2007 Summer Potomac Ramble: Shepherdstown, W.V. to Tarara Winery in Leesburg, Va.
Participants of this year’s Ramble collected and examined fish and insects living in the mainstem Potomac, paddled some whitewater around Harper’s Ferry, enjoyed historic period music, took part in the Potomac River Family Festival, and met up with participants of the Shenandoah Sojourn.
2006 Fall Colors Ramble: Paw Paw Bends: Old Town, Md. to Little Orleans Md.
This year’s Ramble began on the North Branch Potomac and took place in one of the most scenic stretches of the Potomac River. The Fall colors were starting to appear as we learned about efforts to grow native trees, explored the Paw Paw Tunnel, reveled in a historic interpretive program about Ostenaco, the Cherokee Indian chief, and learned how to identify riparian trees and stream insects.
Do I need to be an experienced canoeist or kayaker to go?
No. We welcome everyone no matter the experience level. Our guides and volunteer safety boaters are on hand to help you learn basic paddling skills.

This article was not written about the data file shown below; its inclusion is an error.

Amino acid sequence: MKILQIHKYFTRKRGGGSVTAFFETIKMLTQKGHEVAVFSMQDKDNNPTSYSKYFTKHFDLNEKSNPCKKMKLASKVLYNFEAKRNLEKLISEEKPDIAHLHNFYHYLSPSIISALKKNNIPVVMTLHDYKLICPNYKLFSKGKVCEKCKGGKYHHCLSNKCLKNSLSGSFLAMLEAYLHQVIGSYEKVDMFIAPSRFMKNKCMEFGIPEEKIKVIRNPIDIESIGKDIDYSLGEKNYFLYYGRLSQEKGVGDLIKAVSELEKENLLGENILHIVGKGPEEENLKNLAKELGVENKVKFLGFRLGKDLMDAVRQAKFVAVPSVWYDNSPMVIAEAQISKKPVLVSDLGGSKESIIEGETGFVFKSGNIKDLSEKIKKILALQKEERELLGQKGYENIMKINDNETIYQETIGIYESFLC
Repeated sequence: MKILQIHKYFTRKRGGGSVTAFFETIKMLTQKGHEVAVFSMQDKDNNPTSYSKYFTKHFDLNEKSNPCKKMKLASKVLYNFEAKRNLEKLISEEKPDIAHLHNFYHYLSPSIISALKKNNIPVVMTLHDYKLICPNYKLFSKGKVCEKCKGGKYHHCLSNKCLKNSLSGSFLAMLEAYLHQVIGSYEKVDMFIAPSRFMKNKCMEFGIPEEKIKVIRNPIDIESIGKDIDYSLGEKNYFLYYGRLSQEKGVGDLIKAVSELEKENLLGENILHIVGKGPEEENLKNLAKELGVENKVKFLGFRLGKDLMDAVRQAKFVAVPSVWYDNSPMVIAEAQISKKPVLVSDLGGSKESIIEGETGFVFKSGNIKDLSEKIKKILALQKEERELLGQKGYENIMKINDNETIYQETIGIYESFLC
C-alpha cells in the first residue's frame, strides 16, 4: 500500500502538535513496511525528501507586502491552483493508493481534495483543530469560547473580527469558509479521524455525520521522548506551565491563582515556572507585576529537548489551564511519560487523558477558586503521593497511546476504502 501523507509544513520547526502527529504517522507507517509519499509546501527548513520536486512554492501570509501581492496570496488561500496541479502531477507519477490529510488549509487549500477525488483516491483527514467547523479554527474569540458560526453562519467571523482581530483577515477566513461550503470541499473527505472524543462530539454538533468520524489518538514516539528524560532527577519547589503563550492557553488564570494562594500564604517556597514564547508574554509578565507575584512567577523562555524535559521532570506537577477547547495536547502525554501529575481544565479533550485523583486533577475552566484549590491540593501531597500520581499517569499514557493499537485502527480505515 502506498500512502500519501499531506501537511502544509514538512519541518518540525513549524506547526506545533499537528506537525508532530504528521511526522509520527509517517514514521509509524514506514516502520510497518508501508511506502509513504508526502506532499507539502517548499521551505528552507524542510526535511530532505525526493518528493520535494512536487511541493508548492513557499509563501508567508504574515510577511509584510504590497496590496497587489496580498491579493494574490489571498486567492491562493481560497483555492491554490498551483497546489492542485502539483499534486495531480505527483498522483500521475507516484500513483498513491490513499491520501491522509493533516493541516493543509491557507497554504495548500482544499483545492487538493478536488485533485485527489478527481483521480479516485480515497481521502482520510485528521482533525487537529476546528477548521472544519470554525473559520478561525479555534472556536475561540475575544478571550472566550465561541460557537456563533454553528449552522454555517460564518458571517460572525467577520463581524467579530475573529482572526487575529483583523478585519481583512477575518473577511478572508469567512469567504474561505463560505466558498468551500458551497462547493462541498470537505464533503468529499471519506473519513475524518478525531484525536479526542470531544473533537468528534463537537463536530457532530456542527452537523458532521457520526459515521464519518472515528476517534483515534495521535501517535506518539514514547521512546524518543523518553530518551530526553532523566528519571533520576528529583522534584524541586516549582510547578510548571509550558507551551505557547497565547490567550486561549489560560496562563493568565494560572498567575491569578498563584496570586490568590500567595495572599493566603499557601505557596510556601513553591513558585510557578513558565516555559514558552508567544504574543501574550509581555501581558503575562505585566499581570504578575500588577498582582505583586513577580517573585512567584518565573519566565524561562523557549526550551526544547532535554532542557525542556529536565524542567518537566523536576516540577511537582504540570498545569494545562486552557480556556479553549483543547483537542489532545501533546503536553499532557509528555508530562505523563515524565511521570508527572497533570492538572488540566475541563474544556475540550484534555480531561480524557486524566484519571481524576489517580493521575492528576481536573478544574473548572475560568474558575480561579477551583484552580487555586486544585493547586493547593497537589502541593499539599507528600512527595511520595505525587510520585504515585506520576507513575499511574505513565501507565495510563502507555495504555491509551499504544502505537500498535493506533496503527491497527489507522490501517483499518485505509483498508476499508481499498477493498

Do I need a boat to go?
You may bring your own or rent one, but you will need a boat. If you rent your boat from our guide company and let them know it's for the Ramble, they'll deliver boat and gear to the put-in.
What do I need to bring?
You should bring snacks, sunscreen and a water bottle. You may also want to bring bug spray. A complete list will be sent with your packet closer to the trip. No need to bring meals or water. We will provide those. For overnight trips, you'll need camping gear (tent and sleeping bag), mess kit (bowl or plate, spoon, fork, knife, cup),
What does my fee include?
Your fee includes meals, camping fees (if overnight trips are involved), professional guide service, shuttle service, and programs.
What are the meals like?